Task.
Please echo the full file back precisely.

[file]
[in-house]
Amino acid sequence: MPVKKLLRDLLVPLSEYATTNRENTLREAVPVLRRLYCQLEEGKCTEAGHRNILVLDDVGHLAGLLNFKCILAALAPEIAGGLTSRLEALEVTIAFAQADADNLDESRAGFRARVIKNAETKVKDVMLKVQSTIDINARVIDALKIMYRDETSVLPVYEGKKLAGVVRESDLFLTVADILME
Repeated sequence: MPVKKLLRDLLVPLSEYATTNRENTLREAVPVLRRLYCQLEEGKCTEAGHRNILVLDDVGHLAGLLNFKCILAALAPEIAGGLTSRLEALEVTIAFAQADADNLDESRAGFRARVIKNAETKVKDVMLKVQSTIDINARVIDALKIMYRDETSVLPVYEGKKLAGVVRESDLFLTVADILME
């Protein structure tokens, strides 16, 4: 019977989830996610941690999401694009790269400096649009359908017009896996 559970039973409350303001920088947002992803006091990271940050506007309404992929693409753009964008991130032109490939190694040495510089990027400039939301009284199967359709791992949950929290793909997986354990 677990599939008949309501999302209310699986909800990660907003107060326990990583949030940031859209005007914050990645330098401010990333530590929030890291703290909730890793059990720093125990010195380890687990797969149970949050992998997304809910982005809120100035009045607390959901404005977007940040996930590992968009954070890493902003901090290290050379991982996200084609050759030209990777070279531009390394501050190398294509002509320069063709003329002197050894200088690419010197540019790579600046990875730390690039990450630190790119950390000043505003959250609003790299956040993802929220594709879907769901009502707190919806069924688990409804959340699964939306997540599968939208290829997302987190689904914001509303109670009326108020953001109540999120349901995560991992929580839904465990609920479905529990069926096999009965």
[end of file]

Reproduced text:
[in-house]
Amino acid sequence: MPVKKLLRDLLVPLSEYATTNRENTLREAVPVLRRLYCQLEEGKCTEAGHRNILVLDDVGHLAGLLNFKCILAALAPEIAGGLTSRLEALEVTIAFAQADADNLDESRAGFRARVIKNAETKVKDVMLKVQSTIDINARVIDALKIMYRDETSVLPVYEGKKLAGVVRESDLFLTVADILME
Repeated sequence: MPVKKLLRDLLVPLSEYATTNRENTLREAVPVLRRLYCQLEEGKCTEAGHRNILVLDDVGHLAGLLNFKCILAALAPEIAGGLTSRLEALEVTIAFAQADADNLDESRAGFRARVIKNAETKVKDVMLKVQSTIDINARVIDALKIMYRDETSVLPVYEGKKLAGVVRESDLFLTVADILME
């Protein structure tokens, strides 16, 4: 019977989830996610941690999401694009790269400096649009359908017009896996 559970039973409350303001920088947002992803006091990271940050506007309404992929693409753009964008991130032109490939190694040495510089990027400039939301009284199967359709791992949950929290793909997986354990 677990599939008949309501999302209310699986909800990660907003107060326990990583949030940031859209005007914050990645330098401010990333530590929030890291703290909730890793059990720093125990010195380890687990797969149970949050992998997304809910982005809120100035009045607390959901404005977007940040996930590992968009954070890493902003901090290290050379991982996200084609050759030209990777070279531009390394501050190398294509002509320069063709003329002197050894200088690419010197540019790579600046990875730390690039990450630190790119950390000043505003959250609003790299956040993802929220594709879907769901009502707190919806069924688990409804959340699964939306997540599968939208290829997302987190689904914001509303109670009326108020953001109540999120349901995560991992929580839904465990609920479905529990069926096999009965």